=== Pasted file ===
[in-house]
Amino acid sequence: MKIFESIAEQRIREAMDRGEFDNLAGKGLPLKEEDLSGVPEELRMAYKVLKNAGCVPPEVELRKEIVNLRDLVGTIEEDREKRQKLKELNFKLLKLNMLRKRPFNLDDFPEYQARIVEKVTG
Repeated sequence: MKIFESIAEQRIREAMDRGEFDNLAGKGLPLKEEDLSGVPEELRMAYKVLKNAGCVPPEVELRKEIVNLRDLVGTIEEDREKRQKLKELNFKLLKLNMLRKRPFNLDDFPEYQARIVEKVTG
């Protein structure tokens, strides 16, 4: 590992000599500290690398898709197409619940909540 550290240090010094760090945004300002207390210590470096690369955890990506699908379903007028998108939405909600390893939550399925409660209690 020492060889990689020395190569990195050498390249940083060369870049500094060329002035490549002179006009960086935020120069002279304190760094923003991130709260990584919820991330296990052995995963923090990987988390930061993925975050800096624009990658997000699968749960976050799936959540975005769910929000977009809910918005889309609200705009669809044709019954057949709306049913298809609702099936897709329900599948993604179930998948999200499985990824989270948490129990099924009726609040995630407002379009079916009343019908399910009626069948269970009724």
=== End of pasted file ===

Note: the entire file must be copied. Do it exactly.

[in-house]
Amino acid sequence: MKIFESIAEQRIREAMDRGEFDNLAGKGLPLKEEDLSGVPEELRMAYKVLKNAGCVPPEVELRKEIVNLRDLVGTIEEDREKRQKLKELNFKLLKLNMLRKRPFNLDDFPEYQARIVEKVTG
Repeated sequence: MKIFESIAEQRIREAMDRGEFDNLAGKGLPLKEEDLSGVPEELRMAYKVLKNAGCVPPEVELRKEIVNLRDLVGTIEEDREKRQKLKELNFKLLKLNMLRKRPFNLDDFPEYQARIVEKVTG
């Protein structure tokens, strides 16, 4: 590992000599500290690398898709197409619940909540 550290240090010094760090945004300002207390210590470096690369955890990506699908379903007028998108939405909600390893939550399925409660209690 020492060889990689020395190569990195050498390249940083060369870049500094060329002035490549002179006009960086935020120069002279304190760094923003991130709260990584919820991330296990052995995963923090990987988390930061993925975050800096624009990658997000699968749960976050799936959540975005769910929000977009809910918005889309609200705009669809044709019954057949709306049913298809609702099936897709329900599948993604179930998948999200499985990824989270948490129990099924009726609040995630407002379009079916009343019908399910009626069948269970009724």